image file: c3cp52806e-t2.tif
is the dimensionless flux. The description of parameters, their values and units are given in Table 1. The boundary conditions are
image file: c3cp52806e-t3.tif(2)
image file: c3cp52806e-t4.tif(3)
with the initial condition of uniform mole fraction:
xn(x, 0) = 0.0078(4)
The pressure-induced diffusion effect can be ignored by setting the value of [small straight theta, Greek, circumflex] to 0. Radial stress (σr(x, t)), tangential stresses (σt(x, t)), and hydrostatic stress (σh(x, t)) are given by
image file: c3cp52806e-t5.tif(5)
image file: c3cp52806e-t6.tif(6)
σh(x, t) = ⅓(σr(x, t) + 2σt(x, t))(7)

Radial stress at the surface of the particle is equal to the external pressure, which is assumed to be zero. From eqn (5) it is clear that maximum radial stress will occur at the center while charging, so a bound on the stress at the center can ensure the bounds hold at all the points in the particle. A similar logic can be extended to eqn (6) so that stress at the surface of the particle will be considered for bounds on the tangential stress. From Fig. 1 and 2 it is clear that stress development occurs at very short times, which poses a very interesting challenge since most of the reformulation and global polynomial approximations performed to make the simulation faster are not accurate at very short times.24,27 Initially while the battery is at rest, the concentration profile in the particle is flat. This kind of behavior is difficult to capture with lower order polynomials. Hence in this work, no solid-phase reformulation is performed to carry out the optimization. The finite difference method is applied to discretize the governing partial differential equation along the radius of the particle x. A fourth-order accurate O(h4) finite difference scheme was implemented at the internal node points with second-order finite difference schemes at the boundaries. Maximum percentage relative error for 40 and 60 node points compared to 100 node points in spatial dimension was found to be 1.4% and 0.6% at t = 0, this error goes to the order of 0.001 very fast (before the stress hits the maxima). 40 internal node points were used to discretize in the spatial dimension. In the finite difference form, the index i goes from 1 to N + 2:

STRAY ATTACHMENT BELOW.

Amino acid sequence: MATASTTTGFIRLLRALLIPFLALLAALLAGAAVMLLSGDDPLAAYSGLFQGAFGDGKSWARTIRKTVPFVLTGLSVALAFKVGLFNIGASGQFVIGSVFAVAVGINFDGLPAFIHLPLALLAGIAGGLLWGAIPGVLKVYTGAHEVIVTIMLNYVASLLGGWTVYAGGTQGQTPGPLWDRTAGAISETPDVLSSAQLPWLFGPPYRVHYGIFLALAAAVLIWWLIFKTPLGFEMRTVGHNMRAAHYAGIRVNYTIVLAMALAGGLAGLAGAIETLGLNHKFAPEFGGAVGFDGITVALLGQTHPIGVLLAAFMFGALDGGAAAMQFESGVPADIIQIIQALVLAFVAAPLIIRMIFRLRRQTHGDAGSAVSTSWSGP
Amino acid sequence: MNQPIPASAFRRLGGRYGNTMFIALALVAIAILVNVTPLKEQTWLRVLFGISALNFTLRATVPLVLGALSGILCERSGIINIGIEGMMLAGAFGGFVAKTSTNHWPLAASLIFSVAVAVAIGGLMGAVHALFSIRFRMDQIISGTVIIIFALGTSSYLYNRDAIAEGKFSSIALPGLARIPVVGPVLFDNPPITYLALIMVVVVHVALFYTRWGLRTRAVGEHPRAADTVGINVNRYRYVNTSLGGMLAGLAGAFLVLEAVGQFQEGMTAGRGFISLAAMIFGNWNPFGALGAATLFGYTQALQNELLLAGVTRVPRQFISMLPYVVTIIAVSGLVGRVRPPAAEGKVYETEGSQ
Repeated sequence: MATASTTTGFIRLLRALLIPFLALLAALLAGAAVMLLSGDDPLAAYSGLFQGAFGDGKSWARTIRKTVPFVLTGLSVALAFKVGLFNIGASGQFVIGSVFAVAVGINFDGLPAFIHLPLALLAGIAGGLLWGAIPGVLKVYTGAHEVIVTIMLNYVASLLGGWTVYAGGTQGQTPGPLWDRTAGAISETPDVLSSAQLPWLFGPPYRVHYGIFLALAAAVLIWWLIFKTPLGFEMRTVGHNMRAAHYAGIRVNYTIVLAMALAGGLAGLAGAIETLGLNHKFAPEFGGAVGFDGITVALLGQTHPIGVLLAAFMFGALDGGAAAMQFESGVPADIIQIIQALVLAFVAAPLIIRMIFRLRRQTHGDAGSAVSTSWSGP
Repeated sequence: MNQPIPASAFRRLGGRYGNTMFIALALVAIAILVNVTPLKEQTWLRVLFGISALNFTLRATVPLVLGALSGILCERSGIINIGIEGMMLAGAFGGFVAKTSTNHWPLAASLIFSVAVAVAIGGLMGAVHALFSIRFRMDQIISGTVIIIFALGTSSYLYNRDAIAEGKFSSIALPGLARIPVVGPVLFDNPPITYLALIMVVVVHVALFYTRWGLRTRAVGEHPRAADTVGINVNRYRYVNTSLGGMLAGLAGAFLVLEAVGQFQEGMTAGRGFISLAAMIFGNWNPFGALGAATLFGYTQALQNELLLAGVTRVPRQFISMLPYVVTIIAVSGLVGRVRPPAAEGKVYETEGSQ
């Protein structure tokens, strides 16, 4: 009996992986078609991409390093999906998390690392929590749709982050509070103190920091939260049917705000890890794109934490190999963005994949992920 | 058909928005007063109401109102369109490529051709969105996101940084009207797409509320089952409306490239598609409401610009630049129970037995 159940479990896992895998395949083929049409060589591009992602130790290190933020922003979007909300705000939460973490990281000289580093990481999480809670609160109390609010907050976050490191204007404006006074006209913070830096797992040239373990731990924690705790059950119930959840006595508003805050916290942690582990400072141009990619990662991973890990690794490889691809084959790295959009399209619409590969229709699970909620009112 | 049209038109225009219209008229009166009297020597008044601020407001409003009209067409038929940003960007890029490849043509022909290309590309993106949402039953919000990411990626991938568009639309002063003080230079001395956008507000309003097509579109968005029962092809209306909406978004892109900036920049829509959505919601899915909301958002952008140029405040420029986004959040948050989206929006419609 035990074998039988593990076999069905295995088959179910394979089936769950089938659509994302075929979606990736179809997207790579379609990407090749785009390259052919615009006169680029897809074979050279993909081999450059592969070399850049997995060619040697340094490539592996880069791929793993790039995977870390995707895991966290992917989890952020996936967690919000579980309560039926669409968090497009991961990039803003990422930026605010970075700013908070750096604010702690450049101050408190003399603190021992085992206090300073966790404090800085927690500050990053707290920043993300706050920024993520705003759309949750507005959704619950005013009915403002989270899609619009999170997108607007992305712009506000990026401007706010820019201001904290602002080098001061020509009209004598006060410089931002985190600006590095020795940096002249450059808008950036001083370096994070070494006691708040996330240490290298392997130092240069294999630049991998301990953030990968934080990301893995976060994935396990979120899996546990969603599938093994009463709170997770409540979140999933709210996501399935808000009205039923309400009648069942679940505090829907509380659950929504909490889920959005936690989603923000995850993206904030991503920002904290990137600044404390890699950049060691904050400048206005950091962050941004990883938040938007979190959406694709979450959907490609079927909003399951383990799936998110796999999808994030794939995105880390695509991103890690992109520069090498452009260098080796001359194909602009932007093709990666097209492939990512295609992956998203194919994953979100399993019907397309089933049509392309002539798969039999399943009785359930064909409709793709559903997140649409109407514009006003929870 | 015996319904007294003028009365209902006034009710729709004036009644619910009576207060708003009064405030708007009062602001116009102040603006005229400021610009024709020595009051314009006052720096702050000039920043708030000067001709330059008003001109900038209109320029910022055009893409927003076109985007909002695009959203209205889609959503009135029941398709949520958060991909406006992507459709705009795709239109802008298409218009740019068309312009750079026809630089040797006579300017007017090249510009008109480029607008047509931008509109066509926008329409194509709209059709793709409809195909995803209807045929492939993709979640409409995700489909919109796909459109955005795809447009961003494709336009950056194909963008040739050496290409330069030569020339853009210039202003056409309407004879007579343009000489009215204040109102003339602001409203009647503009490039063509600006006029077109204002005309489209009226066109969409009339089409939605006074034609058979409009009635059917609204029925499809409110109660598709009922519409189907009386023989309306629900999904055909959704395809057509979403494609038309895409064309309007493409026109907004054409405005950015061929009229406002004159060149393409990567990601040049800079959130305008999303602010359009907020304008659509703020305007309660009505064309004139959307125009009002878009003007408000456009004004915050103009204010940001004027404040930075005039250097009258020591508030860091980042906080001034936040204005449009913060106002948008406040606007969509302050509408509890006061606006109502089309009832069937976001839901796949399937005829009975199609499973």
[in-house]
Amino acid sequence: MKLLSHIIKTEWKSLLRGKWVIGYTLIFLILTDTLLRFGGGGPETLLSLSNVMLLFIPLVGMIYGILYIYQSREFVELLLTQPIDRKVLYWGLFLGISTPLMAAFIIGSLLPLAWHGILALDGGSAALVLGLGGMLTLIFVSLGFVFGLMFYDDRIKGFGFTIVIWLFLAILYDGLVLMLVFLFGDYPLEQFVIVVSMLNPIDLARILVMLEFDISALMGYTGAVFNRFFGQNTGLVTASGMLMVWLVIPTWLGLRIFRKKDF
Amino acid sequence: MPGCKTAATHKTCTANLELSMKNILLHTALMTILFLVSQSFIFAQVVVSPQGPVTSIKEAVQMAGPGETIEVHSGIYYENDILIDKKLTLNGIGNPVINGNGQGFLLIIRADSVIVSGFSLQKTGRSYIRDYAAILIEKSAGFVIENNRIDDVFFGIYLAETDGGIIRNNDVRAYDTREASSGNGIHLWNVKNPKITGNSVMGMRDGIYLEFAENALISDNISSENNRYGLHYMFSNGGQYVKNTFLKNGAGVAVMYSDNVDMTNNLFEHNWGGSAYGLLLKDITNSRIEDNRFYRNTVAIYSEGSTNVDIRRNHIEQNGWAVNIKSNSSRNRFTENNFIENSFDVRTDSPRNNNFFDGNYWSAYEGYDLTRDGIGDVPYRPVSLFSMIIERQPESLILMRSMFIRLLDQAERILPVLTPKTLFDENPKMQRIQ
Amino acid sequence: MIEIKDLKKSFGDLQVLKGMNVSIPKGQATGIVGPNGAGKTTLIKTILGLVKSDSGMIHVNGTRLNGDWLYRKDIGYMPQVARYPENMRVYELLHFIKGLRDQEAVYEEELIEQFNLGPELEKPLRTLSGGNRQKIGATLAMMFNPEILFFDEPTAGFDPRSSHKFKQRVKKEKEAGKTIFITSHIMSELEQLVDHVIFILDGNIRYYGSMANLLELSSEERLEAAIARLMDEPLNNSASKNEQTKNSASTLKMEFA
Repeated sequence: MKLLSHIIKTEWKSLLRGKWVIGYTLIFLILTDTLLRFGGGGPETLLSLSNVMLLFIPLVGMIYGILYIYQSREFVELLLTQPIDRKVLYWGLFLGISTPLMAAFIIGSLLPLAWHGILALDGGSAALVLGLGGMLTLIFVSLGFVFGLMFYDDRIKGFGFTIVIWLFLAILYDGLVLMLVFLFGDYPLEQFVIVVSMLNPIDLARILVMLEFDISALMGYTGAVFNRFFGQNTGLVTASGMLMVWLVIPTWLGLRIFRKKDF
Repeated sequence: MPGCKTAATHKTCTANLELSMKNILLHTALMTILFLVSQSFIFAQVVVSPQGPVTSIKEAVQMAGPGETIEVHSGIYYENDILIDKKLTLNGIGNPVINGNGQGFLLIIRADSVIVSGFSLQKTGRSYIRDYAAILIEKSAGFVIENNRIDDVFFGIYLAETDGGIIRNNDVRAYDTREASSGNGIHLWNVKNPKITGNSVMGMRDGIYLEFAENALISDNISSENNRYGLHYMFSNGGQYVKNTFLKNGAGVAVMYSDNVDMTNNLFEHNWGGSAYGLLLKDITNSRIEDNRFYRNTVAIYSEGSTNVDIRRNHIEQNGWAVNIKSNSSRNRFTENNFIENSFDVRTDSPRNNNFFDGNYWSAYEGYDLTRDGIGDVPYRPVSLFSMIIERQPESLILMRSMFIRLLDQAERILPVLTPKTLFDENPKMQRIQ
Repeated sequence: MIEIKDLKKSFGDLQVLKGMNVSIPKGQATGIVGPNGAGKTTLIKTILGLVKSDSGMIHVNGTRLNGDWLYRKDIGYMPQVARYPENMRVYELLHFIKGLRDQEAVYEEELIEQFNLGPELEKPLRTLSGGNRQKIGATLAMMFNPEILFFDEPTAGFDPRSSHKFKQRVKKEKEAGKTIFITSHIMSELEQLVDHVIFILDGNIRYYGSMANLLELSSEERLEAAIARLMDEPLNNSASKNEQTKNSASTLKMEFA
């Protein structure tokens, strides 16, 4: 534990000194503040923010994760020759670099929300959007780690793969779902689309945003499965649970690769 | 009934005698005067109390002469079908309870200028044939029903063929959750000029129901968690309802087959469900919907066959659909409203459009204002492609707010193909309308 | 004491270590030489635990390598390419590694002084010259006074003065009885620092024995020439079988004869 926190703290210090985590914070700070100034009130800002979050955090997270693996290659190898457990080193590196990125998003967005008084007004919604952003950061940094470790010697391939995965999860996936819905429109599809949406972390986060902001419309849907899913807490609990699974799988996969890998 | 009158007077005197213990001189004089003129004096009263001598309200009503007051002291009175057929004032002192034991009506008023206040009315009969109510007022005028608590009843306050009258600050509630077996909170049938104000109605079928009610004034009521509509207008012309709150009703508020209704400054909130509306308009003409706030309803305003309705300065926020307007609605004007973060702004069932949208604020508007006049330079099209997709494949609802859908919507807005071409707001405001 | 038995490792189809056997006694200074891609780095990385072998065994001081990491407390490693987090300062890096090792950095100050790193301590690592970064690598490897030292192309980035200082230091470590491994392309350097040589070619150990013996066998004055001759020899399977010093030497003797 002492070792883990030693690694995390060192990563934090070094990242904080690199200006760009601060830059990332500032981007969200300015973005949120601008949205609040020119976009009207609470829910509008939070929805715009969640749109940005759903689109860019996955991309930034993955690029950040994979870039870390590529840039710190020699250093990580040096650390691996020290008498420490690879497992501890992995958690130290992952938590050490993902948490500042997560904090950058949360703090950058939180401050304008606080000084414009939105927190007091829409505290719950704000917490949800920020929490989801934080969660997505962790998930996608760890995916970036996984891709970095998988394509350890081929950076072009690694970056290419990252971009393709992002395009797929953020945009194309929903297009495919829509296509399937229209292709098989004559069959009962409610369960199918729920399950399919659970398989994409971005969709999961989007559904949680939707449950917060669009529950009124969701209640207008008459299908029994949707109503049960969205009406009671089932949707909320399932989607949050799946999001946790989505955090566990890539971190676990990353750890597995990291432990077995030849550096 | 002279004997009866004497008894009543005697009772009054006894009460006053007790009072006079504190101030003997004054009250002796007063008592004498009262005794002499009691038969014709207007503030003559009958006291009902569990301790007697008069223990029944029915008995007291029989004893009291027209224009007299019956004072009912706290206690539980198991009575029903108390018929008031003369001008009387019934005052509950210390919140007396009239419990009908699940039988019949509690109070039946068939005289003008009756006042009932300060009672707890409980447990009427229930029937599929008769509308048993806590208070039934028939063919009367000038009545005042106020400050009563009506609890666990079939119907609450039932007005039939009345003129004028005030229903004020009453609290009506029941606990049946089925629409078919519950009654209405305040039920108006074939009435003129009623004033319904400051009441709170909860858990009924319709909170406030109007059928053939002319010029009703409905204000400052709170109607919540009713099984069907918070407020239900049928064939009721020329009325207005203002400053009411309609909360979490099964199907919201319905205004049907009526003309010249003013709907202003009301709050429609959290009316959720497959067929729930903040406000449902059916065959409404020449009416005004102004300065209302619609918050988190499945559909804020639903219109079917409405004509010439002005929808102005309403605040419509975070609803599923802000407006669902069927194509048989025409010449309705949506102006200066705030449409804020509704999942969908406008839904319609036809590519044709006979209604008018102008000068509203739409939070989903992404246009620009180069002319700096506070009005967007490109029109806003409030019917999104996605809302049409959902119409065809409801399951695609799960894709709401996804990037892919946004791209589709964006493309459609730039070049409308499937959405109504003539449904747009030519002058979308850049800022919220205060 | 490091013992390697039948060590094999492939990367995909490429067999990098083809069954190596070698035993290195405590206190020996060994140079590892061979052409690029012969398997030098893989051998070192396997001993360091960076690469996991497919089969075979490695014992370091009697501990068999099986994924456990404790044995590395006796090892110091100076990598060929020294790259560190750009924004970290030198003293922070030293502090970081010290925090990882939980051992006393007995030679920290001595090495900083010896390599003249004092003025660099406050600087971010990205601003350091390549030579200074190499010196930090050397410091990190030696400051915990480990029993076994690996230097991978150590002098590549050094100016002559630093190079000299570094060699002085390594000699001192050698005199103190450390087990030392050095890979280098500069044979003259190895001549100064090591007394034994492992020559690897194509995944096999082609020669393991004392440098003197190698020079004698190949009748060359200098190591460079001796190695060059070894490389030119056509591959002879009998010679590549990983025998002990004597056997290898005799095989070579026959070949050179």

image file: c3cp52806e-t7.tif(8)
image file: c3cp52806e-t8.tif(9)
Points adjacent to boundaries:
image file: c3cp52806e-t9.tif(10)
image file: c3cp52806e-t10.tif(11)
The left boundary condition is approximated using a 3-point forward difference for the derivative:
image file: c3cp52806e-t11.tif(12)
The right boundary condition is approximated using a 3-point backward difference for the derivative:
image file: c3cp52806e-t12.tif(13)